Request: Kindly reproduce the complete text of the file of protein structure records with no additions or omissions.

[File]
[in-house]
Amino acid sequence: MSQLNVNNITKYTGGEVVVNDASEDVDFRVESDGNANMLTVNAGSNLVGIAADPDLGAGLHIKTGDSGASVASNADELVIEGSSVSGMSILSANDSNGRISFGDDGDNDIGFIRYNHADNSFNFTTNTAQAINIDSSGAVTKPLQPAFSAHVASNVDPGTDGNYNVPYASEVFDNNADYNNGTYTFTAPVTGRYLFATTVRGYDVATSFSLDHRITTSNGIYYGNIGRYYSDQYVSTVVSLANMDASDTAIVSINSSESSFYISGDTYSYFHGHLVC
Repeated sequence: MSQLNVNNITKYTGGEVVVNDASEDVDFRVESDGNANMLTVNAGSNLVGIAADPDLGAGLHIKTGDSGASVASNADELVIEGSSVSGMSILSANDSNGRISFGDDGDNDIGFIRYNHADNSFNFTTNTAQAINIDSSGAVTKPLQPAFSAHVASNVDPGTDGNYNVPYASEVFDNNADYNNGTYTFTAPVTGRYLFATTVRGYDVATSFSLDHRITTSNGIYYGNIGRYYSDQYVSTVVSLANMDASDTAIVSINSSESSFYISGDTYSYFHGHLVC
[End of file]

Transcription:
[in-house]
Amino acid sequence: MSQLNVNNITKYTGGEVVVNDASEDVDFRVESDGNANMLTVNAGSNLVGIAADPDLGAGLHIKTGDSGASVASNADELVIEGSSVSGMSILSANDSNGRISFGDDGDNDIGFIRYNHADNSFNFTTNTAQAINIDSSGAVTKPLQPAFSAHVASNVDPGTDGNYNVPYASEVFDNNADYNNGTYTFTAPVTGRYLFATTVRGYDVATSFSLDHRITTSNGIYYGNIGRYYSDQYVSTVVSLANMDASDTAIVSINSSESSFYISGDTYSYFHGHLVC
Repeated sequence: MSQLNVNNITKYTGGEVVVNDASEDVDFRVESDGNANMLTVNAGSNLVGIAADPDLGAGLHIKTGDSGASVASNADELVIEGSSVSGMSILSANDSNGRISFGDDGDNDIGFIRYNHADNSFNFTTNTAQAINIDSSGAVTKPLQPAFSAHVASNVDPGTDGNYNVPYASEVFDNNADYNNGTYTFTAPVTGRYLFATTVRGYDVATSFSLDHRITTSNGIYYGNIGRYYSDQYVSTVVSLANMDASDTAIVSINSSESSFYISGDTYSYFHGHLVC